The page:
Research Outputs

PhD Research Articles

  • Paper 1: Borg, K., Lindsay, J., & Curtis, J. (2020). "When news media and social media meet: How Facebook users reacted to news stories about a supermarket plastic bag ban". New Media & Society.

  • Paper 2: Borg, K., Curtis, J., & Lindsay, J. (2021) "Social norms and plastic avoidance: Testing the theory of normative social behaviour on an environmental behaviour". Journal of Consumer Behaviour.

  • Paper 3: Borg, K. (under peer review). "Media and social norms: Exploring the relationship between media and plastic avoidance social norms".

  • Paper 4: Borg, K., Curtis, J., & Lindsay, J. (under peer review) "Communicating normal: A randomised controlled trial experimenting with plastic avoidance media messages".

  • Paper 5: Borg, K., Lindsay, J., & Curtis, J. (under peer review) "Targeted change: Using behavioural segmentation to identify and understand plastic consumers and how they respond to media communications"

Research Articles

Presenter - ASC2020

Media effects slide.jfif

I had a great time presenting at my first ever Australian Science Communicators conference in February 2020. Not only did I get to publicly introduce the term the "Reucassel Effect" but I got to share some of the key findings from the experimental/fun part of my PhD research.


Key findings:
1) Focusing on the volume of plastic waste in documentaries can make plastic use seem more common;
2) But you can counter this by having a well known media personality explain why this single-use plastics are bad;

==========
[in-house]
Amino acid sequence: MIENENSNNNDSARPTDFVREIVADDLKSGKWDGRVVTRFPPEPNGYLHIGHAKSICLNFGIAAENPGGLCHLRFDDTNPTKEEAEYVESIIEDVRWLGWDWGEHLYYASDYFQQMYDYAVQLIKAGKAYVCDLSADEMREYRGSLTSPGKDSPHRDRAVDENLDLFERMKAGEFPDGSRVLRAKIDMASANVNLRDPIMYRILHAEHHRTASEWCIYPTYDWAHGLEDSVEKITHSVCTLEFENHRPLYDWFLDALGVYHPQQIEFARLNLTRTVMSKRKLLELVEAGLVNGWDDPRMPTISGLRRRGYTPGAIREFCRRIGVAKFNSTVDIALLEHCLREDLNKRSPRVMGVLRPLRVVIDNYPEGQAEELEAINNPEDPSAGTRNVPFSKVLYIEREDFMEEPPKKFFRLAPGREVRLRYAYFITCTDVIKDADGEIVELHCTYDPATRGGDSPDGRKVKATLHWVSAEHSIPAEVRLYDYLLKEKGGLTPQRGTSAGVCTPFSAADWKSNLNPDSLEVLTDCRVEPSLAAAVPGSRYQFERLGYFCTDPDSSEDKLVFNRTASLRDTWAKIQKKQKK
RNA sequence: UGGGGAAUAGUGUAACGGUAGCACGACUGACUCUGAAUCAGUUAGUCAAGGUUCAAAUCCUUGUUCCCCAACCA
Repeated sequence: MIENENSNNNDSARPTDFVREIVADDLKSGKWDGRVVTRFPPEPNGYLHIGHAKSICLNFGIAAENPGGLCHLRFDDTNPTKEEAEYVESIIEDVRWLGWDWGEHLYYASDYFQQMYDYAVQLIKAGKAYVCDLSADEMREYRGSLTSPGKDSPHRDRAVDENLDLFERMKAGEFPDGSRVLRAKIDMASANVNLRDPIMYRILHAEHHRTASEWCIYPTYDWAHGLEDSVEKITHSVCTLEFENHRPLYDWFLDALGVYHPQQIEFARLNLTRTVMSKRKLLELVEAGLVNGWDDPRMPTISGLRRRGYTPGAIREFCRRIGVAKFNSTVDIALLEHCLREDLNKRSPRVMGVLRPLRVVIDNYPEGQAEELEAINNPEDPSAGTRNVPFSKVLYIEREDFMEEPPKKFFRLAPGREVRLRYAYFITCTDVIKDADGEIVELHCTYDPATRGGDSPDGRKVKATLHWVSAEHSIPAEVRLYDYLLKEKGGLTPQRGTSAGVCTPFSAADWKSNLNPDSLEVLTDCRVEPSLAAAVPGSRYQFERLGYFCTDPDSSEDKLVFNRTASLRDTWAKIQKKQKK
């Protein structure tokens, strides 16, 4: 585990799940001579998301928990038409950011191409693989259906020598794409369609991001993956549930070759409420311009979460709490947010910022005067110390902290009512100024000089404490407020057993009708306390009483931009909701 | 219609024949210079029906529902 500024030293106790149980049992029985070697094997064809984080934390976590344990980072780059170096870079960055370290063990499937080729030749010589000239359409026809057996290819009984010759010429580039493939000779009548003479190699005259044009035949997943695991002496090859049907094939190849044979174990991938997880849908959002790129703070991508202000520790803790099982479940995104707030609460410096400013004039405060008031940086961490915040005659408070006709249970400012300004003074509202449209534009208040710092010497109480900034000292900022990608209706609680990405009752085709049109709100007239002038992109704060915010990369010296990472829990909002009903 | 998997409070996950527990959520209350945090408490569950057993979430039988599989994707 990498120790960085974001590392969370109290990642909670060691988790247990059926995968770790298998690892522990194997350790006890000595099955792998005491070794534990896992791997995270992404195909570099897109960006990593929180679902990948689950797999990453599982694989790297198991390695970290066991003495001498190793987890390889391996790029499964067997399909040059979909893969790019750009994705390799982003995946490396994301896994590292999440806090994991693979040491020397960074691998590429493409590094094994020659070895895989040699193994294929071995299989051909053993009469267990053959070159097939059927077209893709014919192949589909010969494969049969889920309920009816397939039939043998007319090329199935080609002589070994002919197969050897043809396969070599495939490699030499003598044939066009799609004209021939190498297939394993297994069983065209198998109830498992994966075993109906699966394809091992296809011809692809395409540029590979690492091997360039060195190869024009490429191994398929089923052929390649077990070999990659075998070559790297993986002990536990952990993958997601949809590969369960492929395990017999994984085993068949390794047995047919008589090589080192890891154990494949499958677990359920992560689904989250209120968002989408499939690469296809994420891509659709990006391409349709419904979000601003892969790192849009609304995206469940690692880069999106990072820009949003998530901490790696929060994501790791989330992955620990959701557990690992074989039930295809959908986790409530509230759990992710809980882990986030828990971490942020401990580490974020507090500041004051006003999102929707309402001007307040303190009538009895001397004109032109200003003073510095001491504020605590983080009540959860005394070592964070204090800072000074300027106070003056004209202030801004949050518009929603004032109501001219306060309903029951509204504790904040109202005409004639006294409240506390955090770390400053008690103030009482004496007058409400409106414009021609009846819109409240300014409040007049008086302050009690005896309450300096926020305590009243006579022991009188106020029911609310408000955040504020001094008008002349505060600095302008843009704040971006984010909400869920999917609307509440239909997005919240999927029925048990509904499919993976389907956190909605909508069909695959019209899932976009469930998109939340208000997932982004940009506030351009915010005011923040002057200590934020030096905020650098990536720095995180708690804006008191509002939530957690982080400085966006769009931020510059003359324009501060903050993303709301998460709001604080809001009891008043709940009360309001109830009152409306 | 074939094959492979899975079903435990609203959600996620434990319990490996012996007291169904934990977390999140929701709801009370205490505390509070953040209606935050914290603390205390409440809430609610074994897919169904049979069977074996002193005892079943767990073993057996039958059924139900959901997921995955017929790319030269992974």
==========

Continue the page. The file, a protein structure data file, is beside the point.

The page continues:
3) Plastic pollution documentaries are generally getting the message across that avoidance is beneficial . . . however;
4) The tested clips were better at sensitising people to future policy options than changing their beliefs and behaviours.

Presenter - VicBioCon 2020


After attending the Victorian Biodiversity Conference for 2 years I finally presented some of my own research in February 2020. This was also the first time I presented any of my PhD results and I couldn't have asked for a better audience to share my early findings with.


Key findings:
1) Most people try to avoid single-use plastics more than they actually do - but they think others avoid much less often than themselves!
2) Social norms are one of the strongest predictors of plastic avoidance behaviours (followed by self-efficacy: i.e. if I think I can and I think others are then I probably will); and
3) Media has mixed effects on out beliefs about social norms depending on the medium (news, documentaries, social media).

Media interviews

My first media appearance was in 2017 but activity really kicked off in 2018, during the first year of my PhD.

These activities included interviews for various news articles, radio stations, and a podcast, including:

Authored media articles


I have six authored articles in The Conversation (see below). Some of these articles have also been syndicated by other outlets, including the ABC (Australia) and The Guardian (Australia and International) which has helped to build my research profile. 

Head to my profile on The Conversation website to learn more.